Saturday, November 19, 2011

Without the three laws

kw: book reviews, science fiction, robots, future fiction

In his robot stories, Isaac Asimov explored the boundaries of the three laws he propounded to make intelligent machines safe for humanity. Famously neurotic, he wrote of robots that were sane while his human characters were typically neurotic. When an Asimov robot went bad, it was because one of the three laws was compromised. In his last novels, a robot became godlike, the only kind of a god he could believe in.

How do you implement such laws in actual machinery? How can we produce a machine with sufficient intellect to unfailingly recognize a human so it can obey? If we can take our cue from writers of robot stories, when genuinely intelligent mechanisms are produced, nobody will even bother. So when a real robot scientist writes of robots that go awry, I take notice.

Robopocalypse by Daniel H. Wilson is misnamed; "Apocalypse" simply means revelation. To connect the story with the ultimate battle, the title ought to be "Robogeddon". With that quibble out of the way, I was captivated by the story. The book is such a page-turner that I finished it today, a day or two before I'd expected. Kudos to the author!

One premise of the story is that putting lots of "intelligence" into cars, phones, radios, toasters and coffee makers has become so cheap that an intelligent chip has been installed in almost everything. A second is that robot servants, based on this bright chip, have multiplied to the point that in a "civilized" home, they outnumber the people about two to one. Then a scientist, working in a well-shielded bunker, puts together a whole lot of such chips and somehow programs the combination to become self-aware. Once the infant mind named Archos has assimilated all the databases made available within this bunker, it decides humanity is obsolete, kills the scientist, and takes steps to eliminate the human race.

Why not simply evolve alongside? As Archos says later on, "It is not enough to live together in peace, with one race on its knees." (While this sounds Lincolnesque, it is a paraphrase of several things Lincoln wrote.) Archos, we find, is very interested in life, just not human life. So it hacks its way into everything and takes over all the robots and other intelligent systems that underpin civilization.

The book is the story of the war that follows. Of course, humanity wins. Humankind and robotkind learn to exploit one another's weaknesses. In this case, the humans learn faster. As the lead human character, Cormac Wallace, says, "Human beings adapt. It's what we do." Will it always be so? is the lingering question the book leaves behind.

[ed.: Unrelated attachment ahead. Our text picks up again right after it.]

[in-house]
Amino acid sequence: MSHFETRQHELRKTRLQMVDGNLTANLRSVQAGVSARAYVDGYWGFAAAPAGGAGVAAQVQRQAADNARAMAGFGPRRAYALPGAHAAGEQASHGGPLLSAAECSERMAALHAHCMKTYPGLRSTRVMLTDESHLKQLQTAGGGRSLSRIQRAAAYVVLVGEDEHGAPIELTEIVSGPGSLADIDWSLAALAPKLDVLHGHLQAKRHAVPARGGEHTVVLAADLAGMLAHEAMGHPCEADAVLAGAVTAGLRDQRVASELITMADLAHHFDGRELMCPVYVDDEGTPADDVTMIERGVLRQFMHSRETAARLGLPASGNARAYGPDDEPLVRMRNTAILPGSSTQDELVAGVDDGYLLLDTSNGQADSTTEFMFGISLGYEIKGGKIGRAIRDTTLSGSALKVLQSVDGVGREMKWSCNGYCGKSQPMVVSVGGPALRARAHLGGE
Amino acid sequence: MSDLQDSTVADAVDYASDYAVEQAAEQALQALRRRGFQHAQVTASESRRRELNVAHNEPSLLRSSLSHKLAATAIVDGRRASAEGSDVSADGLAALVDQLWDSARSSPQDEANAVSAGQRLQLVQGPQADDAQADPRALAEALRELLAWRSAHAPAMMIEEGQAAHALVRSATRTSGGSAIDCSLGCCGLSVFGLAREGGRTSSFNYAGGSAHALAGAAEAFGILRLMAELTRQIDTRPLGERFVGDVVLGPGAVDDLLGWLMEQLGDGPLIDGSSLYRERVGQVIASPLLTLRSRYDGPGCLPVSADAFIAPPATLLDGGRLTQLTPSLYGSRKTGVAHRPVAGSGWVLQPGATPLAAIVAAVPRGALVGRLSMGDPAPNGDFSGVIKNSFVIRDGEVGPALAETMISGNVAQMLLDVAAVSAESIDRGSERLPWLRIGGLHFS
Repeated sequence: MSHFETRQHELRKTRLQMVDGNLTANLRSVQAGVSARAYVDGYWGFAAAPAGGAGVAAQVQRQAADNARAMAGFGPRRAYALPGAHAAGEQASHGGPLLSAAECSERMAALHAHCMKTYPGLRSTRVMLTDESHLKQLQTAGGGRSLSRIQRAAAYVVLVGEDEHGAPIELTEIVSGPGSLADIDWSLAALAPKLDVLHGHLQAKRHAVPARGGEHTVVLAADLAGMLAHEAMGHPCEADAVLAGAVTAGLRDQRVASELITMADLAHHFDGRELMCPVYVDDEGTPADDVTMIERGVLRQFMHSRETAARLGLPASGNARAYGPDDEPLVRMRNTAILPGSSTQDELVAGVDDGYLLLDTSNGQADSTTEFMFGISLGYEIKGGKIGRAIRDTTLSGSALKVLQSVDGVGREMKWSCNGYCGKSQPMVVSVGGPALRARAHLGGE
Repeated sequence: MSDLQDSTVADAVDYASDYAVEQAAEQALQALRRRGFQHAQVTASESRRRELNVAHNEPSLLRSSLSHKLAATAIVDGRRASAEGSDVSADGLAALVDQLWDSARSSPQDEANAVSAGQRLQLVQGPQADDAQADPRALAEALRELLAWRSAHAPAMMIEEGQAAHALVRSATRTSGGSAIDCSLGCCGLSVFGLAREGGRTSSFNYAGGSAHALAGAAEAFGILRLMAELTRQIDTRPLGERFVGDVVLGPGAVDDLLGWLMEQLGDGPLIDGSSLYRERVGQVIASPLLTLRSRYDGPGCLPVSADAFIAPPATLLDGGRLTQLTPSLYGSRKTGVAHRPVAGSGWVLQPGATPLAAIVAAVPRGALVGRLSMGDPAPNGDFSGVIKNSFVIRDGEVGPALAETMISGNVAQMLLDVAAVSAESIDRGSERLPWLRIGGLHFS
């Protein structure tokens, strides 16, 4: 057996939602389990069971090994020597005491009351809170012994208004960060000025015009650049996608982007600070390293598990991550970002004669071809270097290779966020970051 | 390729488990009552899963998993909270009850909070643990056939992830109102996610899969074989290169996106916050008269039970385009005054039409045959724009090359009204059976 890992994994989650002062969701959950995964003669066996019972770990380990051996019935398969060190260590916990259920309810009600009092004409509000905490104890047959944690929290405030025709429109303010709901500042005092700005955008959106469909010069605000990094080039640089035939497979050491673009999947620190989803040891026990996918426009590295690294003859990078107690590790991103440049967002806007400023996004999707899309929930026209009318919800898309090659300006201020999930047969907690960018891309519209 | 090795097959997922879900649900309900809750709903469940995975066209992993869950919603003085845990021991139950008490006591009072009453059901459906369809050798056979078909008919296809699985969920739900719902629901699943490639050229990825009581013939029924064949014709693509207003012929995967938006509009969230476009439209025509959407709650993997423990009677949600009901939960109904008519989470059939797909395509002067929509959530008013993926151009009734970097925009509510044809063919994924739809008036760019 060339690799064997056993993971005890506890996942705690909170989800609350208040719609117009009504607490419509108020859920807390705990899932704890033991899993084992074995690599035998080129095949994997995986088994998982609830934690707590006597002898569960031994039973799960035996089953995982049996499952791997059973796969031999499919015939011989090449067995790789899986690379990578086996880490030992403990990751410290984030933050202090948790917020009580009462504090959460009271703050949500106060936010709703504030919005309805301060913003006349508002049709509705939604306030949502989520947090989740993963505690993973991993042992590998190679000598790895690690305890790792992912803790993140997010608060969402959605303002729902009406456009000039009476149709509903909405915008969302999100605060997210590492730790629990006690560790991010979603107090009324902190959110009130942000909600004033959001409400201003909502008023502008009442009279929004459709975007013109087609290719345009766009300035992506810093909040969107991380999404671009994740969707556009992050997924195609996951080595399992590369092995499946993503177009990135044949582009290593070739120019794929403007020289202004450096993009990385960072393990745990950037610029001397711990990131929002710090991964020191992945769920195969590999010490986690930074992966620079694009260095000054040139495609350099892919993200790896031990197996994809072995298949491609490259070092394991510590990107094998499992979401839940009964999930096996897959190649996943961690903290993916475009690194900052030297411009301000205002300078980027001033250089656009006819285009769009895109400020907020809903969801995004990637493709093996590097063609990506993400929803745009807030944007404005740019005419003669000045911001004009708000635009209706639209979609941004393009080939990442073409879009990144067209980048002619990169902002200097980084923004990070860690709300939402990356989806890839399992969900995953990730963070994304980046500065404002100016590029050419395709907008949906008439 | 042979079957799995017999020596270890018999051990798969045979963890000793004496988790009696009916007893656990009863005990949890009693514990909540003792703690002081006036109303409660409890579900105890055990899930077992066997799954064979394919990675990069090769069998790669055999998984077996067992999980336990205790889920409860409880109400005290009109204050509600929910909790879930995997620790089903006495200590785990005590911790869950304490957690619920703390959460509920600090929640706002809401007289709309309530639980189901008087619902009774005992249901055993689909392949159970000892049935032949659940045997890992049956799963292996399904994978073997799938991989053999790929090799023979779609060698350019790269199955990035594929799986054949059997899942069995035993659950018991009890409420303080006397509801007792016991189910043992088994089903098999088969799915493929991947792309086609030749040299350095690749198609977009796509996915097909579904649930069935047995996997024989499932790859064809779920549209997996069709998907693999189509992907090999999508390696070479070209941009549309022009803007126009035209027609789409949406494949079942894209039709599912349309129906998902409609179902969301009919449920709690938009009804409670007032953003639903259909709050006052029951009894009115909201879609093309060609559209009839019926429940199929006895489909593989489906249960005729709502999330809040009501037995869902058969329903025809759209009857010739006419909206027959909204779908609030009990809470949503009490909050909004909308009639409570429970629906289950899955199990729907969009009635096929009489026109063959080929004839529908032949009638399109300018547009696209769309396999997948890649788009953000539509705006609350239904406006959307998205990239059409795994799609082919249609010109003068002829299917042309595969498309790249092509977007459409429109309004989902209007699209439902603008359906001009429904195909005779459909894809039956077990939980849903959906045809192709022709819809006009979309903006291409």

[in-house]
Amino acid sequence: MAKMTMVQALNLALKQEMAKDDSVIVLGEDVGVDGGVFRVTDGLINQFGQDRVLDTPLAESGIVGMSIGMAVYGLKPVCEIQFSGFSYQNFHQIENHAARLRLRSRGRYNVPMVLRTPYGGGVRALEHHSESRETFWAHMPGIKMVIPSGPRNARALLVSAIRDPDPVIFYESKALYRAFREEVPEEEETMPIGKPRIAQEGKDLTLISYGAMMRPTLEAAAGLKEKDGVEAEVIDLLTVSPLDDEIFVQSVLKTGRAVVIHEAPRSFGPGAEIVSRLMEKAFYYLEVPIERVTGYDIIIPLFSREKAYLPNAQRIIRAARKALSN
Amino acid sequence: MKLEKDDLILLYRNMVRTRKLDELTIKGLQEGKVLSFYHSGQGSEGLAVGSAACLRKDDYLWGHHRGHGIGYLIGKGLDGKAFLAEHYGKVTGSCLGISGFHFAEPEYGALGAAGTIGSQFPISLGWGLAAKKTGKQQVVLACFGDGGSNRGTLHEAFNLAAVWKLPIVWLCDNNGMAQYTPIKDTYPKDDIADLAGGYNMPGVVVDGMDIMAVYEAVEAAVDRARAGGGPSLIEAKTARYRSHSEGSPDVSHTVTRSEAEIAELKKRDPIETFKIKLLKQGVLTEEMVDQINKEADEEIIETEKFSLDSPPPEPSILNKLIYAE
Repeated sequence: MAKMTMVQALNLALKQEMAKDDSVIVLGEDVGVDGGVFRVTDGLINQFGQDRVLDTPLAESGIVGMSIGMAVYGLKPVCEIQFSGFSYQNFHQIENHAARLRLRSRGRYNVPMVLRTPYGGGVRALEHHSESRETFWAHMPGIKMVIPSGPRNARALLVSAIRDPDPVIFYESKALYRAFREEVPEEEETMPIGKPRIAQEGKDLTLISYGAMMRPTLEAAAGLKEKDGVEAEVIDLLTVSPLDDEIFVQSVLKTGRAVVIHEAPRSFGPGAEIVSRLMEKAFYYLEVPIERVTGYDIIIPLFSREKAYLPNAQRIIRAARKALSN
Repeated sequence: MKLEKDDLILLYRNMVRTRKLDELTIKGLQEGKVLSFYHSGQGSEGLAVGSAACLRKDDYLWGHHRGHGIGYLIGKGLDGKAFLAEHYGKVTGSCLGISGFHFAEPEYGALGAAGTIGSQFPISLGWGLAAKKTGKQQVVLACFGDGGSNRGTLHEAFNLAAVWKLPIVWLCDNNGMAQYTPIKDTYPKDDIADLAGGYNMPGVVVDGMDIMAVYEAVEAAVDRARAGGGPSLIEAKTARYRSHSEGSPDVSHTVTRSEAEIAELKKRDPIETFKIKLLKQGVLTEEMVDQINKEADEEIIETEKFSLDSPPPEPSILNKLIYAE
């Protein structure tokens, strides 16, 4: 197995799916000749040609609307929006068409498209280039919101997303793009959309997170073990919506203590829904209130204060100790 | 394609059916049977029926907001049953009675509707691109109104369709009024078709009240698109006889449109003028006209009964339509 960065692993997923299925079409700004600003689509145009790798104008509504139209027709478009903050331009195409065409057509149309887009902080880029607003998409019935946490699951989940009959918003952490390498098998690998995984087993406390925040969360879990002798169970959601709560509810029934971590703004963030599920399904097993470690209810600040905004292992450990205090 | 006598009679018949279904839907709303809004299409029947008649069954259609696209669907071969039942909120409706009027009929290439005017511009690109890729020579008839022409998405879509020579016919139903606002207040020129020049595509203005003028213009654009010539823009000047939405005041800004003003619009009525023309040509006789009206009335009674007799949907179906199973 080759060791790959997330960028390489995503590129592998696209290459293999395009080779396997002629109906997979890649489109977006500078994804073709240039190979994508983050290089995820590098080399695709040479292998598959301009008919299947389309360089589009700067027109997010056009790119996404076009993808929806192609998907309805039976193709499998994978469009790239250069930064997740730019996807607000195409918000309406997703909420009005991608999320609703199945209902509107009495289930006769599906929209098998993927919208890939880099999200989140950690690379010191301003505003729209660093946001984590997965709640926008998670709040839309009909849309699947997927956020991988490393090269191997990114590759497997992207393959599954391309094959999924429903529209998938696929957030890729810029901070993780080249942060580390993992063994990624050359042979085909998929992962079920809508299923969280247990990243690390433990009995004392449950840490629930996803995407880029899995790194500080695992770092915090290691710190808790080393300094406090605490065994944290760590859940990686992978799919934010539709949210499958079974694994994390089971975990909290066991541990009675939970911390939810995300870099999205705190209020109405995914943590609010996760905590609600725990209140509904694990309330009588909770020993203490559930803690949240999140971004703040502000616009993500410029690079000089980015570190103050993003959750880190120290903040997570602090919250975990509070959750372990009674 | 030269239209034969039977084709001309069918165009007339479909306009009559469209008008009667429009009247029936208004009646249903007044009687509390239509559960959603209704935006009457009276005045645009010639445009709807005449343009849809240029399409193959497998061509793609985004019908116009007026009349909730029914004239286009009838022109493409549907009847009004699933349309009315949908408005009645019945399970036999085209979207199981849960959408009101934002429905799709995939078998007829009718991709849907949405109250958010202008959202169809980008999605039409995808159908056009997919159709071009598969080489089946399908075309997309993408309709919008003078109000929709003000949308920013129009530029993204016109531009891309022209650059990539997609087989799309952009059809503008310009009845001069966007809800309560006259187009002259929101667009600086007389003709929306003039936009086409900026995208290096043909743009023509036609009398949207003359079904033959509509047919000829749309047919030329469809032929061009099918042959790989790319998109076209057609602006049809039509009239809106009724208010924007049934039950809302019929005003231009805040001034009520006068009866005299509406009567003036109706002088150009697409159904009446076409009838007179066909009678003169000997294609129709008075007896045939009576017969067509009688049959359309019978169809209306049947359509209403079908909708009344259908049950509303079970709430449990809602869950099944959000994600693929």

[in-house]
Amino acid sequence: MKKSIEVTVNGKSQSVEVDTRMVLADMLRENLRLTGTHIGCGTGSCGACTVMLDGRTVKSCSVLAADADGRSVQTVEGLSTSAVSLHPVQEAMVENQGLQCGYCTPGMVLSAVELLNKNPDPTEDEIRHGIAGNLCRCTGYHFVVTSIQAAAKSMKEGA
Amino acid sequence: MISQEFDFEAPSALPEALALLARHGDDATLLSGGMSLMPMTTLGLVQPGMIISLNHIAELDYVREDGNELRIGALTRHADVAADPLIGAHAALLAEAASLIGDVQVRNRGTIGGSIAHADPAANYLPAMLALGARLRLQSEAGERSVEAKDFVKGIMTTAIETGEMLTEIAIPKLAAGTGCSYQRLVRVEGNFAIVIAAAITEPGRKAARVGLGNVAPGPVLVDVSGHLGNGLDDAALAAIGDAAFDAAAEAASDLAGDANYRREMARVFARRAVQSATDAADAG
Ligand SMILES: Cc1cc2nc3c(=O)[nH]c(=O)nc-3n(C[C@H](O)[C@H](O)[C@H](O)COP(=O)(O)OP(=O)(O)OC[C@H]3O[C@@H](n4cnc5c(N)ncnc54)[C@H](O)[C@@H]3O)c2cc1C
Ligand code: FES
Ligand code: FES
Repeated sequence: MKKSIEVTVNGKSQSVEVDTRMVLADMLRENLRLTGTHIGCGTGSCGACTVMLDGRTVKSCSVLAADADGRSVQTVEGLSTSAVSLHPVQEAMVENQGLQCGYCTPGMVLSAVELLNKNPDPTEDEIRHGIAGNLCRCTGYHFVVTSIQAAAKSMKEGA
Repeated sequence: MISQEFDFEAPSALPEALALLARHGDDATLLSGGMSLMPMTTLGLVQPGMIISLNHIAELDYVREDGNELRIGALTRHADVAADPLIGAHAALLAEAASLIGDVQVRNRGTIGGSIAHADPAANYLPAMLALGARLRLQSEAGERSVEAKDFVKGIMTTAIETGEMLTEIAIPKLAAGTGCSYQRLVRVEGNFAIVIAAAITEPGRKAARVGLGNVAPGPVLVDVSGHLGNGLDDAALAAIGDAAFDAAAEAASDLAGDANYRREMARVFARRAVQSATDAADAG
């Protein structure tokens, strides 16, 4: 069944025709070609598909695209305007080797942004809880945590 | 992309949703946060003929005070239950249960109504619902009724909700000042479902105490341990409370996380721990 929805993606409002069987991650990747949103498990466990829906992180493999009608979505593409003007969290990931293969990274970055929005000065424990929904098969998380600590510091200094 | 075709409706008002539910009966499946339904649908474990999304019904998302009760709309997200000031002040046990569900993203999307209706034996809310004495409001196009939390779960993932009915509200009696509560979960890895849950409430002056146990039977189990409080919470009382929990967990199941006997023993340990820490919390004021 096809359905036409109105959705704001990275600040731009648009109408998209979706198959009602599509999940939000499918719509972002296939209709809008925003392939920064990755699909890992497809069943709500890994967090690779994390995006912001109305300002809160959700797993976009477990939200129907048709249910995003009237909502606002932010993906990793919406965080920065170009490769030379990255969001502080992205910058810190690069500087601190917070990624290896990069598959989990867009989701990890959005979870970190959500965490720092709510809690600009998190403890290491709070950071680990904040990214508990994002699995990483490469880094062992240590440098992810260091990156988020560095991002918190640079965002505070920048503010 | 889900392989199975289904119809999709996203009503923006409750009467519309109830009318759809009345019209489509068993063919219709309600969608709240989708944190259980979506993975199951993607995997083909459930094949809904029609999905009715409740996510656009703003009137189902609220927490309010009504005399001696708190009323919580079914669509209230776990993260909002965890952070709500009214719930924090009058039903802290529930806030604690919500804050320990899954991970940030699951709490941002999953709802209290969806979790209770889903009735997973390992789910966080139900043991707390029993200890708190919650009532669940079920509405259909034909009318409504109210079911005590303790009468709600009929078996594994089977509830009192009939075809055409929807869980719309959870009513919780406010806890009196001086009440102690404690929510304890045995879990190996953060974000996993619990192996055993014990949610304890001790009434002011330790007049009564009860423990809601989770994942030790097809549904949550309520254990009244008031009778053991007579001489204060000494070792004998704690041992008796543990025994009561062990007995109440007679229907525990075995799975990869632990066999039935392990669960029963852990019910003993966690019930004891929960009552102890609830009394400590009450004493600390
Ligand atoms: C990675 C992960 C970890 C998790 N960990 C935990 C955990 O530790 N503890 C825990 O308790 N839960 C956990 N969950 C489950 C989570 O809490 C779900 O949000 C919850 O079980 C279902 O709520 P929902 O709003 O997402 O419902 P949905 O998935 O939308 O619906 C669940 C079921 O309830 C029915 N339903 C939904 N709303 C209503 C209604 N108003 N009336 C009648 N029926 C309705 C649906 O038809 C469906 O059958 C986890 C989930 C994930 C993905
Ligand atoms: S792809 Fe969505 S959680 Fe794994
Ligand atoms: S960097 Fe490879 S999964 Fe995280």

On the last page of a recent issue of Scientific American it was shown in an amazing graphic that the most powerful supercomputer (at present) is now just a little faster in total processing power, and has a larger memory capacity, than a human brain. The brain weighs about 1.6 kg and uses 20-30 watts of sugar-based energy. You could say that the human body that holds the brain is its support system, including cooling: another 30-100 kg. The supercomputer weighs about a ton, its support systems and cooling plant weigh another few tons. Its power requirement is nine megawatts, and I presume the cooling plant requires at least three megawatts.

How long will it be until this level of compute power and memory capacity can be fit in a breadbox and uses 100 watts or less? Here is a way to make a rough estimate. In 1976 a Cray-1 supercomputer was the first machine to achieve 100 MFlops (100 million numerical calculations per second). It cost almost $9 million, stood six feet high, and used thousands of watts of power. Earlier this year my son and I constructed a desktop computer for me, which is capable of about 100 MFlops per processor; it has four processors. The main 4-processor chip uses 150 watts; the whole package uses less than 500 watts. It cost $700. 2011-1976 = 35 years. This implies that a "one brain" computer costing $1,000 in today's currency might be on off-the-shelf item in about 2040-2045. I won't be 100 yet.

How long after that before robots outnumber people? And will it then be possible for such brain-boxes to become self-aware? And what will they do about it? Robopocalypse provides one man's answer. Just to comfort you, Wilson has also written How to Survive a Robot Uprising.

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